Qualitative characters in Aseel chickens expressed as percentage (n = 236).
Character Type/size Percentage,%
Comb Pea comb 98
Comb size Small 64
Comb color Dark red 82
Pale red 7
Wattles Males 72
Spur Males 96
Ear lobe Red 92
Black and others 2
Eye color Black 99
Skin color White 98
Shank color Yellow 65
Beak color Yellow 95
The fertility and hatchability are influenced by the breed, nutrition, age, and management of birds. The mean fertility rate was 67.18% in Aseel chickens. The hatchability percentage was low, 44.71% on total egg set (TES) and 80.87% on fertile egg set (FES), respectively. High fertility (86.96%) and hatchability (FES: 81.21% and TES: 70.74%) was reported in Aseel birds, which was under selection for improved growth (Mohan et al., 2008; Haunshi et al., 2012). The variations in fertility and hatchability might be due to the differences in age of the birds and environmental conditions. The low reproductive performance might be due to the fact that the birds were brought from the field and reared under captive conditions under a new environment, leading to reduced fertility and hatchability among the birds.
Growth performance of Aseel chickens up to 72 wk of age is presented in Table 2. The juvenile body weight and shank length at 6 wk of age were 297.7 ± 6.4 g and 57.9 ± 1.2 mm, respectively on pooled sex. The growth appears to be slow in Aseel chickens during the early period of life and birds continued to grow up to 40 wk of age. The growth was faster in the later period up to 40 wk of age. The body weights recorded up to 16 wk of age were comparable to the findings of Chatterjee et al. (2007) in Aseel chickens. Sex had significant (P ≤ 0.05) effect on body weight and shank length in the Aseel. Cocks had firm and compact bodies with broad chest and upright posture. Similar observations on sex effects were reported by Haunshi et al. (2011) in the Aseel. Higher body weights at 40 wk (Haunshi et al., 2011) and lower body weights (Mohan et al., 2008) than the present findings were reported in Aseel peela. Higher body weights in a former study might be due to the selection practiced for higher body weight in the Aseel, whereas in the present study, birds were not under any selection and brought from the field a generation before. Higher shank lengths were observed in the present study for Aseel chickens than reported by Haunshi et al., (2011). Aseel cocks have been selected for their fighting abilities with longer and stronger shanks and legs either naturally or by farmers, leading to longer and stronger shanks in the birds. The annual body weight of cocks (3.79 kg) and hens (2.33 kg) were similar to the observations of 3 to 4 kg (cocks) and 2 to 3 kg (hens) reported by Singh (2001).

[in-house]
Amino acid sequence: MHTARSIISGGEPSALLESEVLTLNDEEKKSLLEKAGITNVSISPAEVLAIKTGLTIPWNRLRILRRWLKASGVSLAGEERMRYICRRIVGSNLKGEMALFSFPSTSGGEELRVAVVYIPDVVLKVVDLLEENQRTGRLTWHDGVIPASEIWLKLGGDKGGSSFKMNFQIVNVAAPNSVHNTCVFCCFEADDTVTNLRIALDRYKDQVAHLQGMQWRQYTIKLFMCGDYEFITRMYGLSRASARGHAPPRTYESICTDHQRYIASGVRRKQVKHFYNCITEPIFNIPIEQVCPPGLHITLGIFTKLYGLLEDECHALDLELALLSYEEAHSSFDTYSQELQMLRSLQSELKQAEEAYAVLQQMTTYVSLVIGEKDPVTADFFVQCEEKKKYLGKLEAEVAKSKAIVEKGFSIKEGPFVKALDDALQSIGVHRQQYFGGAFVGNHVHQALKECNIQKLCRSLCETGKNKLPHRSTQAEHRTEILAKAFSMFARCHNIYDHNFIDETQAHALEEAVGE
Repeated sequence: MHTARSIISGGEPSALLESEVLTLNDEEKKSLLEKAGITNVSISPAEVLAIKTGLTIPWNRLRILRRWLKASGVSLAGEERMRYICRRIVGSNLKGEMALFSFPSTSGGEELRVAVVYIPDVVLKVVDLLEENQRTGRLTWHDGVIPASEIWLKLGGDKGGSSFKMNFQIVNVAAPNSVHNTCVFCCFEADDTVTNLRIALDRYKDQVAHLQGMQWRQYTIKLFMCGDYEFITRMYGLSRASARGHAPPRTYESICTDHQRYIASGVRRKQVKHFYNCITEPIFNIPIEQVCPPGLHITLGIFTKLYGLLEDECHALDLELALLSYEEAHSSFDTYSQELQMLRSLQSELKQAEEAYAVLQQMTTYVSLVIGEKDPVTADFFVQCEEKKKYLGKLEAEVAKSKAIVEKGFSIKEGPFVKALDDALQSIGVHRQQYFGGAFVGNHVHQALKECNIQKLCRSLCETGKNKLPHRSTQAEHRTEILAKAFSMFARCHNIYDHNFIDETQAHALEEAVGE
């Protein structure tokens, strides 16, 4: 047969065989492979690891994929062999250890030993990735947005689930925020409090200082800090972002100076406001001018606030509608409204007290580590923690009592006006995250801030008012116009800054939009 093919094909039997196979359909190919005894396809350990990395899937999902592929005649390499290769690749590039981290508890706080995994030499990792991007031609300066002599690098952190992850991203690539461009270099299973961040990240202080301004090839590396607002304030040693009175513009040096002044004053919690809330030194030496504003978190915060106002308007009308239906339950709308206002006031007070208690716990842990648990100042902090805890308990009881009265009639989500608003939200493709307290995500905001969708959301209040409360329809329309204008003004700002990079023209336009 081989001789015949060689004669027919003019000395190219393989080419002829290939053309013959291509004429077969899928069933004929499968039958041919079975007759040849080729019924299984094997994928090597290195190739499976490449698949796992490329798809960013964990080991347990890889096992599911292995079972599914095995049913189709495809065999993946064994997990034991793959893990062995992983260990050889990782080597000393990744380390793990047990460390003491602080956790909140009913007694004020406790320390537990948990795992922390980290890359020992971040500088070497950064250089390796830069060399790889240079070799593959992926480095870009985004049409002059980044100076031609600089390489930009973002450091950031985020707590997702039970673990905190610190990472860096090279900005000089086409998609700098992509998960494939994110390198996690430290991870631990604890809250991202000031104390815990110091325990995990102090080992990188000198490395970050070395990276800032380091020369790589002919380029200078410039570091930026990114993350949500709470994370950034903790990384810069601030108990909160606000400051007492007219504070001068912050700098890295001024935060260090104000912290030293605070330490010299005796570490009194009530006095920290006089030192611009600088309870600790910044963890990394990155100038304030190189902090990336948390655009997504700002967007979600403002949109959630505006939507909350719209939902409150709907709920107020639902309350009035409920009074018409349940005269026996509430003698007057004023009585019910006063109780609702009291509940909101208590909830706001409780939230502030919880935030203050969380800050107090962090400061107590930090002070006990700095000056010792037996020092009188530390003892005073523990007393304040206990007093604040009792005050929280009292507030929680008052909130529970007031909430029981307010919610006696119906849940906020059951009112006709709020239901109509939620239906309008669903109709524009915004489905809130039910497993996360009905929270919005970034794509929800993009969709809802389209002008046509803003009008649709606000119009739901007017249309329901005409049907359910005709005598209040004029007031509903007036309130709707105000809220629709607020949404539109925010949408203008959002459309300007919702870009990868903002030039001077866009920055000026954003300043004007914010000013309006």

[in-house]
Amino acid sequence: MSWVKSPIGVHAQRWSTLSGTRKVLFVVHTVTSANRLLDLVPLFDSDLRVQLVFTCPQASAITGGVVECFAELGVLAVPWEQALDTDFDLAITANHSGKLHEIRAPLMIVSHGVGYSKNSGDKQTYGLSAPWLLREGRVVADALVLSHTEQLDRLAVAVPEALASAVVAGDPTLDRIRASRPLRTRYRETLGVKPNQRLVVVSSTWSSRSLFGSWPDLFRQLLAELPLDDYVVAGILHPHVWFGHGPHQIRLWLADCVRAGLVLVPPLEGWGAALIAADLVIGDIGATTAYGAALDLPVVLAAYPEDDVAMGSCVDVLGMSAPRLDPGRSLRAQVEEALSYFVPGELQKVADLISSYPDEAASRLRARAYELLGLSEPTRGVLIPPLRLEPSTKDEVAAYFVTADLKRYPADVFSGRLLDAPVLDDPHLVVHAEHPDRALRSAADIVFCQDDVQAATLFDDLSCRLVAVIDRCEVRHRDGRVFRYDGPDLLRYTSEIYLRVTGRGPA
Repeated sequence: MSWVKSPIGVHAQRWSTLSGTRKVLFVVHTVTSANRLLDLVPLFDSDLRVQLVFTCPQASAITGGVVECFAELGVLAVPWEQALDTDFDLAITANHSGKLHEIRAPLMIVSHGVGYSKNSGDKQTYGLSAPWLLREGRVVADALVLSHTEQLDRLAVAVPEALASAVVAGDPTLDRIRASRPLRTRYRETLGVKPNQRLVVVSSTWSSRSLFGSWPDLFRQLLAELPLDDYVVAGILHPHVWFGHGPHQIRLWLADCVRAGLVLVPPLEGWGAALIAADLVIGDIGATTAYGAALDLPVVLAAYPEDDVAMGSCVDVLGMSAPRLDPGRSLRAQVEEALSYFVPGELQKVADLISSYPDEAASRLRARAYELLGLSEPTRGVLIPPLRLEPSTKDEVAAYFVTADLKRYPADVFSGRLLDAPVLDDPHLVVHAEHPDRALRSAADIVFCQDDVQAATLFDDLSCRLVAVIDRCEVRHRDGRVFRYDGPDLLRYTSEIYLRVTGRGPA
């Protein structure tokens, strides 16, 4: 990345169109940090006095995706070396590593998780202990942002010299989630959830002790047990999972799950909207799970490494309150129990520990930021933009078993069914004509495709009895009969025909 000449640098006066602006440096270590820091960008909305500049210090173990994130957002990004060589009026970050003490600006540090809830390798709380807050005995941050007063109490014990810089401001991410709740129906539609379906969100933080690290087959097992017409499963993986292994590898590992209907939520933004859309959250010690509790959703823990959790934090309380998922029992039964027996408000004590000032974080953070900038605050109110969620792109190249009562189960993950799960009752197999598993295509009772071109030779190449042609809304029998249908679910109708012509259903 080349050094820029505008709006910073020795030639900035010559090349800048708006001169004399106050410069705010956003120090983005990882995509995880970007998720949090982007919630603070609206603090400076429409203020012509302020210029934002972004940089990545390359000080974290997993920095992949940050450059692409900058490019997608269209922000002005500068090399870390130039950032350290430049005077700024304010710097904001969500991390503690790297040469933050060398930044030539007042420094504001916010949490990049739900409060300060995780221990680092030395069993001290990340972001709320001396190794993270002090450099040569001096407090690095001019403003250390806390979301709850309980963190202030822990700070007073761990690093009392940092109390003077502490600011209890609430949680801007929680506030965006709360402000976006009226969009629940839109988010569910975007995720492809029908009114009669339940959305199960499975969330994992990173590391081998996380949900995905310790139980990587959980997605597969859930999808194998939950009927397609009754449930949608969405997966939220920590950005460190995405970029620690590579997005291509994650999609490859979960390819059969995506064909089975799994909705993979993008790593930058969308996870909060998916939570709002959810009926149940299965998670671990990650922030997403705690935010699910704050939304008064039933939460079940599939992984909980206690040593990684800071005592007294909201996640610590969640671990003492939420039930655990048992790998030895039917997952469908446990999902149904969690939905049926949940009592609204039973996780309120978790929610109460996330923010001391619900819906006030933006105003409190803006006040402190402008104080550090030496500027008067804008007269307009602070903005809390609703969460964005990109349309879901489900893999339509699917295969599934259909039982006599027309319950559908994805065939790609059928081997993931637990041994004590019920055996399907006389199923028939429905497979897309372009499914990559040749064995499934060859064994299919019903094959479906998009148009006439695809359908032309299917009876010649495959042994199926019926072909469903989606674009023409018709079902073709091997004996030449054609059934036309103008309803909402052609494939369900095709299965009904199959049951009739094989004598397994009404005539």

Shamo i don't know wether you have Asil but they do have white skin. Unless where it's exposed like around there chest and wing knobs and around there thighs and around there went it's Pink it gets redish over time. You not the expert and im not that's why they do these types of Research and studies. I will post you a picture to get a better idea of white skin they're talking about.
I googled the article just to see the pictures to get a fair idea what they are really talking about. Aparently these are low grade asil considered as impure and dunghill. Obviously they surved the prupose of the study "meet quality" :)
"""The Aseel chickens were collected from the native breeding tract in Andhra Pradesh, India, for conservation purpose. A total of 313 chicks, produced randomly in the second generation (G-2) was utilized for the study""
I don't think you Read the whole Article.and the Research is not just meat quality. :-(:-(
I’d like to hear what you guys think about the straight comb asils and are they considered true asil, like the bangham... or is this just a type of hybrid with recent infusion of other blood? I’ve even seen pics of straight comb shamo that were in Japan also. Myself, I’m not big on using the word pure because it means something different to everyone, I’m more of a “line” guy myself.
Some claim that the home track of Asils is Panjab as well as Andhra Pradesh. I have done some reading and ended up with only one idea: if the red jungle fowl had not reached the Panjab or Rajasthan, how come asil have originated from that part of India/Pakistan?
Friend Asil USA, about single combed Shamo. These exist and are very rare. They are known as Daikiri-Shamo. See herunder a photo of this variety. This photo is from end of the 1970's. Photo source Dr Vanderheyden from Belgium
The beginning of wisdom is to call things by their right names